Are you tired of leaving the doctor's office confused, frustrated, or worse, upset thinking that your doctor doesn't understand the pain you have been experiencing?
Keep reading this blog to learn three tips that will help you effectively explain your pain levels so that you can get the answers and explanations you want and need!
The Typical Doctor's Visit
Usually, at the beginning of a doctor's visit, the doctor asks, "how are you and what is your pain level today on a scale from 1 to 10?" You give your answer to your doctor, and he/she simply replies by nodding while recording the answer down in a chart.
The doctor then asks, "where are you feeling pain? And what type of physical sensations are being experienced?" You then describe the pain you feel at the moment and maybe even refer to a few general examples of when you felt an increase in pain in the last few days.
By providing this information, you felt like you did a good job and gave enough details for your doctor to find a solution to solving the mystery of your chronic pain. But, that doesn't end up being the case. Does it?
Here's what's wrong:
Remembering each increased pain episode over the last month in detail is seemingly impossible.
You need a sufficient amount of data about your chronic pain experiences to provide to your healthcare providers. Otherwise, they are left to suggest generic treatments that typically work for the general population.
There is not just one pain scale, but two that need consideration. The first pain scale identifies the physical sensation you are feeling (burning, tingling, sharp, etc.) and the level of pain (1-10). The other pain scale describes your emotional response (sadness, anxiety, scared, in control) to this physical sensation (1-10).
In a study done by the University of Alberta, researchers "confirmed that chronic pain doesn't just cause physical discomfort; it can impair your memory and concentration" as well. If this is true, then trying to give your doctor a valid description of your pain experience is impossible!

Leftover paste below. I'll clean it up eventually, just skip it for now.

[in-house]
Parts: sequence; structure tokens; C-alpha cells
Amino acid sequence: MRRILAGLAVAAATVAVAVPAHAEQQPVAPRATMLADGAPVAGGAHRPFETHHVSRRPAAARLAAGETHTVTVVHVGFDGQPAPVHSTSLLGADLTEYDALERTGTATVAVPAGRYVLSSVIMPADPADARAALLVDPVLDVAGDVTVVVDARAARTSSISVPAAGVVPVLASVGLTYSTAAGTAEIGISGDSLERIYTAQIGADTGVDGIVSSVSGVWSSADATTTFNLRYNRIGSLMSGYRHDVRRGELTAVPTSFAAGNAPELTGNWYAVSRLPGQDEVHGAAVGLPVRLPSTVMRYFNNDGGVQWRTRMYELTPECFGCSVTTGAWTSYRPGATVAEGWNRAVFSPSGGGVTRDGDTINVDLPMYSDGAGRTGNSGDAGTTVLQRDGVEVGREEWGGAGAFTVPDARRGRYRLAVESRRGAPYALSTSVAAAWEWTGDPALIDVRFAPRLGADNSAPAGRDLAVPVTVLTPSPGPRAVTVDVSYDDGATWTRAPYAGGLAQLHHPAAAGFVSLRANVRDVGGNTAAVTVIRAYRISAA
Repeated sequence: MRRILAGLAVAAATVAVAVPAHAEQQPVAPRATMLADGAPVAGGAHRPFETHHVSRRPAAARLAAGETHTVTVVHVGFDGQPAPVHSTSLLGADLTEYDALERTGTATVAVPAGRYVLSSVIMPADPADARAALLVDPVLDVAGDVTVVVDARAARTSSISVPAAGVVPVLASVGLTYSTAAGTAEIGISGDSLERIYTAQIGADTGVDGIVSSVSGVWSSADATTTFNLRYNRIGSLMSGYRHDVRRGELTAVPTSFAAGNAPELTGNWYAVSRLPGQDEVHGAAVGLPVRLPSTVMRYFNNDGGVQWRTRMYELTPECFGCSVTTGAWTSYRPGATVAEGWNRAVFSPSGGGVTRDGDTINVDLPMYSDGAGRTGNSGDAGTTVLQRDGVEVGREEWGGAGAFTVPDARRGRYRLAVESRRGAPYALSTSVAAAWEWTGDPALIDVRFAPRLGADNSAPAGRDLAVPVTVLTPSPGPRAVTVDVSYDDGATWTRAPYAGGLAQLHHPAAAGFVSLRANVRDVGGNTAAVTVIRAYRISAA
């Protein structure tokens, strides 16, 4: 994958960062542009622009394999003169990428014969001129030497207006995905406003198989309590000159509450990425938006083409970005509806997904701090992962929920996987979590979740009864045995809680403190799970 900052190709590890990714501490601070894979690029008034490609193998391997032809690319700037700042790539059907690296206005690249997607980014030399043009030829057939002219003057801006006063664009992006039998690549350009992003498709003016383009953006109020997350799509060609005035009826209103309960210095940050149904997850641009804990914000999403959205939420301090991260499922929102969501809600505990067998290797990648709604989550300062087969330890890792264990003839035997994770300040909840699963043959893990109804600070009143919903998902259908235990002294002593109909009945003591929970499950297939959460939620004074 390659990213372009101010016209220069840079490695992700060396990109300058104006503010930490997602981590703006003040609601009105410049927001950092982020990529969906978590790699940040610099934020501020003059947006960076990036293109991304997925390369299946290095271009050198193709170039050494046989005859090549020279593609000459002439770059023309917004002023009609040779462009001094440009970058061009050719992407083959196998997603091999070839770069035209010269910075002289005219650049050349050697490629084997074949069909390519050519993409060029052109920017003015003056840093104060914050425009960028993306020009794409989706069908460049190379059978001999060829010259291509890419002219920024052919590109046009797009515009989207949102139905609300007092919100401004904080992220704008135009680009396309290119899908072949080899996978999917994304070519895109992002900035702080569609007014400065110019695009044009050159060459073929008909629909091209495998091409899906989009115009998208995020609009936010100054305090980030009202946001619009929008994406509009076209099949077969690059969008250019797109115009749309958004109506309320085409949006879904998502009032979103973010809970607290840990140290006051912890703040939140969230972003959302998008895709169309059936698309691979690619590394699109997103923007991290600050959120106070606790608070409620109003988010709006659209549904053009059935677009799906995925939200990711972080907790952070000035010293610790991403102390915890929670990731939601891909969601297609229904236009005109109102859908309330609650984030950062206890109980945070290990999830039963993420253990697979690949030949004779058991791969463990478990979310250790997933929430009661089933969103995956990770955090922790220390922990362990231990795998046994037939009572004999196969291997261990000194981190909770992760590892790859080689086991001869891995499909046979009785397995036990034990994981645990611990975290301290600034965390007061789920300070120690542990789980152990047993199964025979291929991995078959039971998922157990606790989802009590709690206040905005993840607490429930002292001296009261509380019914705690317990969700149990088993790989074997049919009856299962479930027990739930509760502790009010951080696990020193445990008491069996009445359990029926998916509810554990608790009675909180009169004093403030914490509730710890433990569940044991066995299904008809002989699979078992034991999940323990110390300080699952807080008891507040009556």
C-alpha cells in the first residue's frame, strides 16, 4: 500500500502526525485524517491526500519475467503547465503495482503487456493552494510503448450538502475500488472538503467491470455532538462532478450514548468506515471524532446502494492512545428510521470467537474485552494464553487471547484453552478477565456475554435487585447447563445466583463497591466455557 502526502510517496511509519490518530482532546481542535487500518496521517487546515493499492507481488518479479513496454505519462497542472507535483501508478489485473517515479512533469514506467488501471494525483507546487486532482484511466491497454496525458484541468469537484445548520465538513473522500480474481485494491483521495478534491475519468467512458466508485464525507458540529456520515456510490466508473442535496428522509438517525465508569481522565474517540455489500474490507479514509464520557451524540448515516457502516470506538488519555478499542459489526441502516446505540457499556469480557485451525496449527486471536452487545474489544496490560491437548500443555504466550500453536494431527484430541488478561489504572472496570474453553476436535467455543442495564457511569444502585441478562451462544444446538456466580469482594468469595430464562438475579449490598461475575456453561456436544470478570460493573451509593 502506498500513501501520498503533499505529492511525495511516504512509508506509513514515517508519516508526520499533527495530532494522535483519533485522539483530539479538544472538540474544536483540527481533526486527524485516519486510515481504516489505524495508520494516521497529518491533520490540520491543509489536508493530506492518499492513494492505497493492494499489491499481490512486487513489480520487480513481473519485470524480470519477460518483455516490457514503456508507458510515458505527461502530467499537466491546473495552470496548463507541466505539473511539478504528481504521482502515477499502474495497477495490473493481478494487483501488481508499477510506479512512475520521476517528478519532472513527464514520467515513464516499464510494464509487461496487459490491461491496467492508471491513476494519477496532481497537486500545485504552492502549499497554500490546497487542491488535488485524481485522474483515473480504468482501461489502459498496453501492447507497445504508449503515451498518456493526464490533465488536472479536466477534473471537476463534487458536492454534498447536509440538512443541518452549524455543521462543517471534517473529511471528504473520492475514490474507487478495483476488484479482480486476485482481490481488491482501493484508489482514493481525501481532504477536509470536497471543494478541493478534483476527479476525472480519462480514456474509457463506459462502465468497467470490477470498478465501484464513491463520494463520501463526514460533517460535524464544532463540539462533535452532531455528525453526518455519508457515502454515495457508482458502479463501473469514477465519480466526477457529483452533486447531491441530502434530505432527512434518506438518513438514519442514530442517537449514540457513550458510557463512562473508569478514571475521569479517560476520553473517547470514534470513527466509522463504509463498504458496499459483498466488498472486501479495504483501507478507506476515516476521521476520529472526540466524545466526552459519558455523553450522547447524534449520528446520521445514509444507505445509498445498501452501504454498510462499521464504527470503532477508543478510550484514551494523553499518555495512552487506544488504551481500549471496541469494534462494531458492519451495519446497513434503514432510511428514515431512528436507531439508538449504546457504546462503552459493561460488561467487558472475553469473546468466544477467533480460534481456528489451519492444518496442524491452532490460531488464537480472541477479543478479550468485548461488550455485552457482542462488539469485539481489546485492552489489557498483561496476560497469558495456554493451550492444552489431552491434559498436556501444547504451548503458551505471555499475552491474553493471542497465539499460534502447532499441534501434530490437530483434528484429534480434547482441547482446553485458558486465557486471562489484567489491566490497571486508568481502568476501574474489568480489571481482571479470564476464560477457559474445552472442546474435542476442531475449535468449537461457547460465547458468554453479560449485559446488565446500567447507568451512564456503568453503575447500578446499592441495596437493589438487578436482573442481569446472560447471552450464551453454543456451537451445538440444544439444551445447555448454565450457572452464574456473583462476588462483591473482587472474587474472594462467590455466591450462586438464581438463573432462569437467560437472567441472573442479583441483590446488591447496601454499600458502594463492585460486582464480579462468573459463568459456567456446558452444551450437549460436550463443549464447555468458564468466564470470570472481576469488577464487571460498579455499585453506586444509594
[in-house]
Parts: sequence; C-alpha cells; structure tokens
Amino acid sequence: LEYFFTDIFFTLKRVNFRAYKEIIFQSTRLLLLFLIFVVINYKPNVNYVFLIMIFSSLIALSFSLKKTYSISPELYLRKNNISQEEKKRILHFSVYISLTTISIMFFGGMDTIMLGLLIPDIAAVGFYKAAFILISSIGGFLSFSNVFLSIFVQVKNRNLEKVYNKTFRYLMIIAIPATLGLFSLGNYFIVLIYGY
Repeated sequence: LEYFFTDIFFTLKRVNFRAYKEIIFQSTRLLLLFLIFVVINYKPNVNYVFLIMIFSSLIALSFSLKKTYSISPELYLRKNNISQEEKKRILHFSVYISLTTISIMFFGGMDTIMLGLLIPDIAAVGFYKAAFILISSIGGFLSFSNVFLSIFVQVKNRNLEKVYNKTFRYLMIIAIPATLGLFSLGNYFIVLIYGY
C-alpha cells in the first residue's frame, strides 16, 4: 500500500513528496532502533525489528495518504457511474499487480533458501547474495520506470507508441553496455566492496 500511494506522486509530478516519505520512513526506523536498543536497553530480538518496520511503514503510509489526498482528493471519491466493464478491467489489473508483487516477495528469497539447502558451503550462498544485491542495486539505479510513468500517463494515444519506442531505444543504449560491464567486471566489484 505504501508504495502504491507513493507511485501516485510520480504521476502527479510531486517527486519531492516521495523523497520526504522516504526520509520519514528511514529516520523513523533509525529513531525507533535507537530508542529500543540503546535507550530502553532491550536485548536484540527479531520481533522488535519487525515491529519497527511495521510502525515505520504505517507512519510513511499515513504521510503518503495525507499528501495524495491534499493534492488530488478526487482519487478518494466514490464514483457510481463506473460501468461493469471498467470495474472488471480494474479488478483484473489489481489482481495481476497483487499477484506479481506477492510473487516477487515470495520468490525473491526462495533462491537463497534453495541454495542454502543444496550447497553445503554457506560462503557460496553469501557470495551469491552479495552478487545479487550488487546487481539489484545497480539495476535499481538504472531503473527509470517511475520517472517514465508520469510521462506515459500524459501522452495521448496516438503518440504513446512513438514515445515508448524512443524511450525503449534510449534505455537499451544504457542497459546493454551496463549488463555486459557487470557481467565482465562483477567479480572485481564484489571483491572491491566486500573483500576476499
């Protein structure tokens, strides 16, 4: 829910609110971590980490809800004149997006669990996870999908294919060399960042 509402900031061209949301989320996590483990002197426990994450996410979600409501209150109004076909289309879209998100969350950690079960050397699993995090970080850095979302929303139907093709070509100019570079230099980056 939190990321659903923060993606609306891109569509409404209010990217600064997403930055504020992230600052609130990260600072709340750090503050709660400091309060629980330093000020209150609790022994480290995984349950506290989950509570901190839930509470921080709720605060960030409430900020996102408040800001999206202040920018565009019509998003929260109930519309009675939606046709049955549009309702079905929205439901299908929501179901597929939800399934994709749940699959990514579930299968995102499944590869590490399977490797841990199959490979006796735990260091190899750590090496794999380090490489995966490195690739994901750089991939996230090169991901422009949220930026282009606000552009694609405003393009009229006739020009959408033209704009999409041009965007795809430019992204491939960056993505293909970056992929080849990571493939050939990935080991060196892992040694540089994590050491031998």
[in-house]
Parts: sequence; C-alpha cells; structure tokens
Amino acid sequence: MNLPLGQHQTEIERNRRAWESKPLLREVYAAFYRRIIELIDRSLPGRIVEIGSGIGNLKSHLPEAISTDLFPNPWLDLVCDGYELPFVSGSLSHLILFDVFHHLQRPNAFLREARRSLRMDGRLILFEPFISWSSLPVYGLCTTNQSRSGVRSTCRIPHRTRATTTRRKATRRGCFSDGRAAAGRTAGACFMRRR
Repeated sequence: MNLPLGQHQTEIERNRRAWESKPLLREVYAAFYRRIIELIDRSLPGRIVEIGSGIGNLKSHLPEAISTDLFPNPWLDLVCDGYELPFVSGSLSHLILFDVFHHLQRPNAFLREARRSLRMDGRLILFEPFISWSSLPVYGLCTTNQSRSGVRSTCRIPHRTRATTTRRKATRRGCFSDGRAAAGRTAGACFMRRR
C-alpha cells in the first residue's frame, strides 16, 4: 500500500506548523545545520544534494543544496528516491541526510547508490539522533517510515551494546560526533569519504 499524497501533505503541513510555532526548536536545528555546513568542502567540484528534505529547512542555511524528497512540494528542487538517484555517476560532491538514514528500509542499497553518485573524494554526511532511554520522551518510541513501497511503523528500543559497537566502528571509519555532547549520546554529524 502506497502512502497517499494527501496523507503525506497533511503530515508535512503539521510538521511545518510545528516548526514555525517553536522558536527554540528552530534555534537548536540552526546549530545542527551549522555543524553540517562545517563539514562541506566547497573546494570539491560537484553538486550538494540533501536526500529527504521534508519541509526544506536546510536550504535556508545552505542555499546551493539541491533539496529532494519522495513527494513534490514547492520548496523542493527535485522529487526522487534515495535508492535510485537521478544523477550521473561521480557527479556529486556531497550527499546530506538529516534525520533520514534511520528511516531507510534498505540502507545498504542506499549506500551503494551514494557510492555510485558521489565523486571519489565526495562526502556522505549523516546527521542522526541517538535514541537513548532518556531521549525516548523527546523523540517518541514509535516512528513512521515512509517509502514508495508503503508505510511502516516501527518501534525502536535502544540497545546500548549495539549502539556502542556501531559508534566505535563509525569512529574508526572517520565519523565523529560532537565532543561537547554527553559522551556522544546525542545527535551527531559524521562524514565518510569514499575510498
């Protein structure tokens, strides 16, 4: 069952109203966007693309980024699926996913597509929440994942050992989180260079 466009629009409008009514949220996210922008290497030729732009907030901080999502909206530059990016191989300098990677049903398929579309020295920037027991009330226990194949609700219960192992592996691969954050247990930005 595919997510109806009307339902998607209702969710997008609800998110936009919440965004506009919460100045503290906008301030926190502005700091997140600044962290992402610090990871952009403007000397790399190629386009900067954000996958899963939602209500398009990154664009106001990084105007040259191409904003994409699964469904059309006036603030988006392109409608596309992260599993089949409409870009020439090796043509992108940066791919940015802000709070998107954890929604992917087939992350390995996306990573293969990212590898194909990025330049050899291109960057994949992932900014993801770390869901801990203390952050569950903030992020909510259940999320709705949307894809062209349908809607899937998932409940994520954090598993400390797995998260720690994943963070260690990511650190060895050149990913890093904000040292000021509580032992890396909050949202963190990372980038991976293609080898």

By recording more data about your pain experiences (time of day, sleeping habits, stress levels, and activities performed), your doctor can better understand the conditions of your pain.
Physical, emotional, and mental pain all have different types of techniques, treatments, and medications. Combining these experiences into one pain scale does not effectively relay enough information to your healthcare provider to make the best suggestions to treat your chronic pain.
Key Point's to Take Away
So, what's the moral of the story? Your doctor is a doctor, not a psychic!
Your doctor won't be able to guess each obstacle that you face physically, emotionally, socially, or mentally due to chronic pain unless you tell him/her!
It's true that for some people, documenting and talking in-depth about your pain seems stressful and maybe even depressing. For others, pain does this funny thing where it makes people feel too exhausted and frustrated to spend time even talking about pain.
Chronic pain is not just a number and a spot you can point to, nor can it be successfully managed by ignoring the emotional, mental, and social aspects of chronic pain.
If this blog resonated with you in some way, try to begin preparing for your next doctor's visit by incorporating these three tips into your life daily!
Feel like you need more support? Click this link https://calendly.com/bodyamorwellness/15min to book a free 15-minute call with pain management coach Amari Dior!